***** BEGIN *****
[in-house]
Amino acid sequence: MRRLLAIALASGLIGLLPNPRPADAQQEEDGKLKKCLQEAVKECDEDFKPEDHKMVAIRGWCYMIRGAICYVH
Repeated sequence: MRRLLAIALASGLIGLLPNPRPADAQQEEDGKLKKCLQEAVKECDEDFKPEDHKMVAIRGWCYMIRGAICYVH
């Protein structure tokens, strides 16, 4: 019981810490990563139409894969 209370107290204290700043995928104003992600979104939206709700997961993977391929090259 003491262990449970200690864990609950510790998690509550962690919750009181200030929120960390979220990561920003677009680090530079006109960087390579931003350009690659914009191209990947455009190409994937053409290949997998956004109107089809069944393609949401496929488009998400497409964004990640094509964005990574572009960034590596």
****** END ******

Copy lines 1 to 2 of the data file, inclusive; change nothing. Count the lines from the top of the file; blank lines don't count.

[in-house]
Amino acid sequence: MRRLLAIALASGLIGLLPNPRPADAQQEEDGKLKKCLQEAVKECDEDFKPEDHKMVAIRGWCYMIRGAICYVH